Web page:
You Can Never Have Too Many Pickles
From the backyard or from your local farmers market, crisp cucumbers are a summertime favorite. I usually eat these green delights in a salad or as a snack, but after being told by many people how easy canning and pickling was, I had to give it a chance. This push for pickling could not have come at a better time since the Fresh Nation garden is being overrun with cucumbers!
After picking the cucumbers from the garden, make sure to remove the spines from the skin and wash them thoroughly to rinse away any dirt. We decided to use the ‘Ball - Kosher Dill Pickle Mix’ since it is easy to prepare and quite tasty. We are also preparing these pickles without sealing them in their containers, so they will be ready sooner but do not last as long. Ball calls this type of canning the “enjoy now” preparation method, but we just call it being too excited to wait to eat our pickles.
Assuming the pickles are cleaned, preparing the brining mixture is really easy. Many Ball products list the directions on the side, but the website is also helpful to read what other people are doing and to keep us confident we were on the right track.
As per the instructions, we planned on making 2 quarts of pickles. This required about…
- 14 small to medium pickles (or about 6-7 very large pickles in our case)
- 1 cup vinegar (at 5% acidity)
- 2 cups water
- one packet of ball spices
- 2 quart ball jars
- a large bowl
(The recipe recommends that you cut the pickles into spears, but since we are rebels we chose to keep the pickles whole.)
With the pickles prepped, we combined the water, vinegar, and Kosher Dill Pickle Mix in a medium saucepan and heated it to a boil.
Place the pickles into a large bowl and once the brining solution is at a boil, pour it over the pickles in the bowl.
Let the mixture sit with the pickles until it is cool. When everything is at room temperature again, pack the cucumbers into the 2 quart jars and evenly distribute the brine solution among the jars. As mentioned before, because we were rebels and chose to keep the pickles whole rather than cut them into spears, we needed to add a little extra pickling solution to the jars because of the extra space.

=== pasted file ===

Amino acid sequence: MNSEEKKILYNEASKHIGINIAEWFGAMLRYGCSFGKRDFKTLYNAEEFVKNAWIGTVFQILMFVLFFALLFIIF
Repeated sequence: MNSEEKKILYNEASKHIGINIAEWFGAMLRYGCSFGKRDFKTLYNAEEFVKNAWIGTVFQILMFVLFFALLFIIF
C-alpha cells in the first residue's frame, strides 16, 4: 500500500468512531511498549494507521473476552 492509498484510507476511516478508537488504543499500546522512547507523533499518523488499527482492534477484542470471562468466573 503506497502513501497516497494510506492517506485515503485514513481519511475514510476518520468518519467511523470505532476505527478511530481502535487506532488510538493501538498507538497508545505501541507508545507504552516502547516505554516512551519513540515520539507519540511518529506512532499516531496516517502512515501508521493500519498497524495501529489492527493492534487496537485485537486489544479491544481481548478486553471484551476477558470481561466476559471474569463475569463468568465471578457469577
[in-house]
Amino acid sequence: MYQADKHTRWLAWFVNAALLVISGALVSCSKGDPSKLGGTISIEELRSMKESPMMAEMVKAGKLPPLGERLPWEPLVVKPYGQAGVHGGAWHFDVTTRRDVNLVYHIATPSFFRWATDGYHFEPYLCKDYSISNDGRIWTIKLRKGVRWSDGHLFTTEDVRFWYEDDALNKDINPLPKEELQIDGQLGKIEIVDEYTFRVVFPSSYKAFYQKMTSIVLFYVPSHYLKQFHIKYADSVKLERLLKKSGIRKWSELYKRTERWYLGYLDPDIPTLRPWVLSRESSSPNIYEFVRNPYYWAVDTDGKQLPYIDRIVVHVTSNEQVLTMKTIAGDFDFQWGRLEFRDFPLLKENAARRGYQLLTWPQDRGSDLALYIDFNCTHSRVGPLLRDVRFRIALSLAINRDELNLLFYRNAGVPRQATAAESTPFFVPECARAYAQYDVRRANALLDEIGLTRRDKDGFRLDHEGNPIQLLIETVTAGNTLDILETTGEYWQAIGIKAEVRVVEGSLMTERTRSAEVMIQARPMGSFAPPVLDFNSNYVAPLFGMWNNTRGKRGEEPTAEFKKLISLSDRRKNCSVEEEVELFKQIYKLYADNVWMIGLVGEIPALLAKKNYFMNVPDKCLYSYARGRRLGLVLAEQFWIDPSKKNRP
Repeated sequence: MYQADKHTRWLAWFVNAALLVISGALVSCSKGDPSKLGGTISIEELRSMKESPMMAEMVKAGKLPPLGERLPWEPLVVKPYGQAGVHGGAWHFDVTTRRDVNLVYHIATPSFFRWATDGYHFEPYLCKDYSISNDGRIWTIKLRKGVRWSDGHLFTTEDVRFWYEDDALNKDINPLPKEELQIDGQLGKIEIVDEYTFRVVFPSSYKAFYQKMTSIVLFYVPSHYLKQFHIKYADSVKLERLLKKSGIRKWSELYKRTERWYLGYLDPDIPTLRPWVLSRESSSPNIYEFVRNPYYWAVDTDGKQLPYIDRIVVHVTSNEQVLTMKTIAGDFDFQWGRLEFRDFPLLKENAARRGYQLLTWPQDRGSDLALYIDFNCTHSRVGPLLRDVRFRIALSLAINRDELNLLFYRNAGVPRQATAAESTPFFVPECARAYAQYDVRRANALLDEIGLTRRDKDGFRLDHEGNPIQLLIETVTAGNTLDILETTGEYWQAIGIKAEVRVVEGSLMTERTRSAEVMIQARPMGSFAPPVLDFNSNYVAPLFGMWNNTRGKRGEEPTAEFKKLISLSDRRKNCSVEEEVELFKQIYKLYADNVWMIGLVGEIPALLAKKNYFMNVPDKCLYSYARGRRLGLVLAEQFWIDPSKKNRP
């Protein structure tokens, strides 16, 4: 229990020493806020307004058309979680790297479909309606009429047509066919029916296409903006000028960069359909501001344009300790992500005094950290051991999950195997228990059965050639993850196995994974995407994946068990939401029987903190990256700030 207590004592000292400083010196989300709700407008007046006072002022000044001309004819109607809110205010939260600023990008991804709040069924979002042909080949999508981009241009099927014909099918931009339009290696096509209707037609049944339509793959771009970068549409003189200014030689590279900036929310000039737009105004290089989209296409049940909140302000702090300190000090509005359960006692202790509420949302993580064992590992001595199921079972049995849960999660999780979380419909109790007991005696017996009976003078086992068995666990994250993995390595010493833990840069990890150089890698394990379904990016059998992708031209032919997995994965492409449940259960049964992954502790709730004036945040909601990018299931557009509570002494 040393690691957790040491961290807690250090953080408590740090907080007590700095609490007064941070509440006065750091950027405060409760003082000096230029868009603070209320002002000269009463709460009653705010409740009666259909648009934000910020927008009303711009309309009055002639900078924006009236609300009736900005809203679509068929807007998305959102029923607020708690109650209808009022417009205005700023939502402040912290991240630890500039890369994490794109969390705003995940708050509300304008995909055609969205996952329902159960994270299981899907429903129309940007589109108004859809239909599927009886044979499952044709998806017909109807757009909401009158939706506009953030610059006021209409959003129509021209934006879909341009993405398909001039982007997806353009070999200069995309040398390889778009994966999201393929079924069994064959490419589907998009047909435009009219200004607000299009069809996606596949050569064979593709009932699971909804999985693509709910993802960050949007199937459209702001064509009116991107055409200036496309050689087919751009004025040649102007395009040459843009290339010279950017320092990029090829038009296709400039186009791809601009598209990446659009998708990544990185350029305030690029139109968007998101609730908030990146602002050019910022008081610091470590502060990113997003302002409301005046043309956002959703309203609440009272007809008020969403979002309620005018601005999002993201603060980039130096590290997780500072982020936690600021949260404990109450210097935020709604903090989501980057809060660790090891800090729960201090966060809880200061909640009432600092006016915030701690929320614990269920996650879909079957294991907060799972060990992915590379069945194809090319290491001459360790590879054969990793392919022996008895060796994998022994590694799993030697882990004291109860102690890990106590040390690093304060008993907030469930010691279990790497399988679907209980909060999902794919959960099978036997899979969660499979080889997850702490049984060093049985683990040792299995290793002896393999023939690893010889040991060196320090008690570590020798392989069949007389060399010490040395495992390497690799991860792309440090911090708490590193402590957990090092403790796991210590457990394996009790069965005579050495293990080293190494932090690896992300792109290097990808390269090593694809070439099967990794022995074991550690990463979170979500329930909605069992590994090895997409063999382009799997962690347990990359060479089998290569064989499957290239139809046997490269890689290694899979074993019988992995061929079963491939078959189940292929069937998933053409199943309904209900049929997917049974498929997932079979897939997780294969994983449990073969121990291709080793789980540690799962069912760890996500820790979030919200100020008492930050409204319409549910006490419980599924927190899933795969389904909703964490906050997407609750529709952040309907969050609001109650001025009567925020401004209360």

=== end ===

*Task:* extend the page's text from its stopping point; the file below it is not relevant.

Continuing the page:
At this point, all that is left to do is wait as the pickles sit in the fridge soaking up flavor. Who would have thought making pickles was so easy!
Great Reads For Eating Healthier & Living More Sustainably
With so many books available now suggesting what you should eat to live longer, look younger, be smarter, sleep better, or get slimmer, it can be a daunting task selecting the one that gives you the information you’re looking for.
My favorite book on eating a healthy diet is one that is also an incredibly easy read, straightforward, balanced and full of common sense. It’s Michael Pollan’s ‘Food Rules: An Eater’s Manual’. It’s described as ‘a definitive compendium of food wisdom’ and that’s exactly what it is. It provides a short, user-friendly guide to making good food choices, written in a friendly, witty manner. It’s a great book to help you take the first step on the path to eating a healthier diet.
As a next step, if you’re interested in understanding not only how to improve your health, but also how to reduce your carbon footprint and cut down on food costs, I recommend Mark Bittman’s book ‘Food Matters: A Guide to Conscious Eating’. The first half of this book gives you some wonderful insights and facts about the food industry and the foods we eat, while the other half is devoted to recipes and helping you to cook ‘like food matters’. It’s written in a clear and easy to digest (excuse the pun) manner.
A book that I found fascinating and unnerving is one written by Robyn O’Brien with Rachel Kranz, called ‘The Unhealthy Truth: How Our Food is Making Us Sick – and What We Can Do About It’. The book discusses the rise in autism, ADHD, asthma and allergies in the last two decades and discusses the recent changes in our food supply that may be contributing to the onset of these disorders. It’s a compelling read and provides much food for thought.